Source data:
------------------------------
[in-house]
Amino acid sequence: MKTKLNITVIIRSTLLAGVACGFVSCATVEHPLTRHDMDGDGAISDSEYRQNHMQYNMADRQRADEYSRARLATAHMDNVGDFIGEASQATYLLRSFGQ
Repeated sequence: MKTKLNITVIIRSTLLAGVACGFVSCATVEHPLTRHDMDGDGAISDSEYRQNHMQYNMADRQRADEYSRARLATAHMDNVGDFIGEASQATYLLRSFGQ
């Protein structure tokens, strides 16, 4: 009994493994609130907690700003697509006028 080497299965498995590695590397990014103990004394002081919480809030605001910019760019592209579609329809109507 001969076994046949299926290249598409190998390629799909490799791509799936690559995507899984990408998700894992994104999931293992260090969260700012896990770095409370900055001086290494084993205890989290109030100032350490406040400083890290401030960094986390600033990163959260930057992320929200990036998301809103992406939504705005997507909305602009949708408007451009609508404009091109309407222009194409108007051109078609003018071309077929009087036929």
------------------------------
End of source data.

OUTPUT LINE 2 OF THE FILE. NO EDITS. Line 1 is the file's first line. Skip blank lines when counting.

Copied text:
Amino acid sequence: MKTKLNITVIIRSTLLAGVACGFVSCATVEHPLTRHDMDGDGAISDSEYRQNHMQYNMADRQRADEYSRARLATAHMDNVGDFIGEASQATYLLRSFGQ